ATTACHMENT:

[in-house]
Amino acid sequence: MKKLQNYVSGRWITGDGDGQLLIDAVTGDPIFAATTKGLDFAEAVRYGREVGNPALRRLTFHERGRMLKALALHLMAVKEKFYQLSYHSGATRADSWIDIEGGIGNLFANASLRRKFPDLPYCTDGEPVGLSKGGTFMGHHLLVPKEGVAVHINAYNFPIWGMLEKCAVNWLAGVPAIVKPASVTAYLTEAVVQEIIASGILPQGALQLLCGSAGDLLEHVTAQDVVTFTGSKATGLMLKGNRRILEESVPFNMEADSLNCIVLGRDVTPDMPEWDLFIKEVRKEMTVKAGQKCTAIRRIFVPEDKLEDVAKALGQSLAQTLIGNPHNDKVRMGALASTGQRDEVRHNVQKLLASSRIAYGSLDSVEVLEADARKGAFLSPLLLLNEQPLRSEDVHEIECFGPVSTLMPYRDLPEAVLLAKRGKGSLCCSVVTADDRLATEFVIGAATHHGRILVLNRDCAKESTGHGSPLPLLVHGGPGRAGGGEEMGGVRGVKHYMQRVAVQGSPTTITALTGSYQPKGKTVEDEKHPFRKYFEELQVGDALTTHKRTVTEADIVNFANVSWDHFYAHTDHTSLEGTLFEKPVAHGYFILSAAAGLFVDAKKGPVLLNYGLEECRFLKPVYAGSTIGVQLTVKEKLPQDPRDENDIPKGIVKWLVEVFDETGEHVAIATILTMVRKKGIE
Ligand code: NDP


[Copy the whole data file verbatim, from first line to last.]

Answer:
[in-house]
Amino acid sequence: MKKLQNYVSGRWITGDGDGQLLIDAVTGDPIFAATTKGLDFAEAVRYGREVGNPALRRLTFHERGRMLKALALHLMAVKEKFYQLSYHSGATRADSWIDIEGGIGNLFANASLRRKFPDLPYCTDGEPVGLSKGGTFMGHHLLVPKEGVAVHINAYNFPIWGMLEKCAVNWLAGVPAIVKPASVTAYLTEAVVQEIIASGILPQGALQLLCGSAGDLLEHVTAQDVVTFTGSKATGLMLKGNRRILEESVPFNMEADSLNCIVLGRDVTPDMPEWDLFIKEVRKEMTVKAGQKCTAIRRIFVPEDKLEDVAKALGQSLAQTLIGNPHNDKVRMGALASTGQRDEVRHNVQKLLASSRIAYGSLDSVEVLEADARKGAFLSPLLLLNEQPLRSEDVHEIECFGPVSTLMPYRDLPEAVLLAKRGKGSLCCSVVTADDRLATEFVIGAATHHGRILVLNRDCAKESTGHGSPLPLLVHGGPGRAGGGEEMGGVRGVKHYMQRVAVQGSPTTITALTGSYQPKGKTVEDEKHPFRKYFEELQVGDALTTHKRTVTEADIVNFANVSWDHFYAHTDHTSLEGTLFEKPVAHGYFILSAAAGLFVDAKKGPVLLNYGLEECRFLKPVYAGSTIGVQLTVKEKLPQDPRDENDIPKGIVKWLVEVFDETGEHVAIATILTMVRKKGIE
Ligand code: NDP